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Pope Asks Colombia To Reject Revenge -- WSJ

9 Sep 2017 6:32 am
By Juan Forero and Kejal Vyas 

This article is being republished as part of our daily reproduction of WSJ.com articles that also appeared in the U.S. print edition of The Wall Street Journal (September 9, 2017).

VILLAVICENCIO, Colombia -- Pope Francis, speaking Friday in a swath of cattle country that was an epicenter of this country's long civil conflict, told 6,000 war victims assembled before him to discard any desires for revenge and forgive those who caused them harm.

"Even when conflicts, violence and feelings of vengeance remain, may we not prevent justice and mercy from embracing Colombia's painful history, " the pontiff said, standing on a stage in this stifling hot city on the edge of the country's great plains. "Let us heal that pain and welcome every person who has committed offenses, who admits their failure, is repentant and truly wants to make reparations."

The pontiff spoke before victims chosen by the Catholic Church and the government of President Juan Manuel Santos, which operates a special unit that addresses the needs of an estimated 6.6 million people who lost loved ones, were forced off land, held hostage or otherwise victimized in a guerrilla war that lasted a half-century. Pope Francis urged combatants to divulge information on missing persons, child-soldier recruitment and sexual crimes against women as part of a peace pact the state signed with the FARC rebel group last year.

"Truth is an inseparable companion of justice and mercy," Pope Francis said, adding that it would lead to reconciliation and forgiveness, themes central to the pontiff's 5-day trip to Colombia, which ends Sunday night. Indeed, Rodrigo Londoño, who led the FARC, which last week transformed itself into a political party, made public on Thursday night a letter he sent the pontiff asking for forgiveness.

"Your repeated displays of God's infinite mercy moves me to plead for your pardon for any tears or pain that we had caused the people of Colombia," Mr. Londoño wrote.

The victims who came to the prayer service here represented people victimized by all of the main armed groups in Colombia's conflict, from two leftist rebel groups to their adversaries, a now-defunct right-wing paramilitary organization and the country's military. Some had lost limbs to land mines. Others had been forced to flee their land because of combat. Women raped by combatants attended, as did victims of kidnapping, once a scourge.

The pope listened intently to victims and those who had caused untold violence. Four people -- one a former guerrilla, another a woman who had been a paramilitary fighter, a mother who had stepped on a land mine and an elderly woman whose father was slain -- told the pontiff about the violence that had long marked their lives. All four now work with their communities.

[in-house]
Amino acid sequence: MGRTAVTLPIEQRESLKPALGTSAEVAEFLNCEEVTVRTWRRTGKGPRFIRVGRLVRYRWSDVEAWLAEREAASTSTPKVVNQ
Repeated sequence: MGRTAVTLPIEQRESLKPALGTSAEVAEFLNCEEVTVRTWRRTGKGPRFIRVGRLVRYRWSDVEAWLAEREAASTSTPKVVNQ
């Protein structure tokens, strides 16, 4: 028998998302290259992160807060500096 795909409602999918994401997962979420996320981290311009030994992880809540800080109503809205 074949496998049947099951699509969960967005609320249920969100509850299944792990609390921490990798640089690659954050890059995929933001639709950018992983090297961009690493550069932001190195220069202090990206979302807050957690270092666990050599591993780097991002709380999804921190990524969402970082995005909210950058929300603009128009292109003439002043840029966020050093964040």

"I discovered I couldn't keep living full of hate," said Luz Dary Landazury, who had told the pontiff about her painful, lengthy recovery after stepping on a land mine.

Pope Francis, minutes later, said, "I am moved listening to them."

"They are stories of suffering and anguish," he said, "but also, and above all, they are stories of love and forgiveness."

Speaking to the two former combatants who had recounted their once violent lives, the pontiff said that they too had been victims, whether "innocent or guilty" of having done harm. "We are all united in this loss of humanity that means violence and death," the pontiff said.

Pope Francis spoke to the victims on a stage, before a black statue of Jesus Christ that had been badly damaged in 2002 in Bojaya, an Afro-Colombian hamlet in the middle of the jungle. The statue had then been in Bojaya's church when it was hit by a rebel rocket in the midst of combat, killing at least 79 people who had sought safety from the violence.

"This image has a powerful symbolic and spiritual value," the pope said of the statue, which he blessed. "As we look at it, we remember not only what happened on that day, but also the immense suffering, the many deaths and broken lives, and all the blood spilt in Colombia these past decades."

One of the residents from Bojaya who had traveled here with 15 others from that hamlet was 30-year-old Jose de la Cruz, who had lost three relatives in the church bombing. Mr. de la Cruz and the others had brought the damaged statue to the event on Friday and said they hoped the pontiff's visit would be a fitting end to years of violence.

"Hopefully," he said, "all sides of this armed conflict can come to an agreement and allow us to live in peace."

Write to Juan Forero at Juan.Forero@wsj.com and Kejal Vyas at kejal.vyas@wsj.com
 

(END) Dow Jones Newswires

September 09, 2017 02:32 ET (06:32 GMT)

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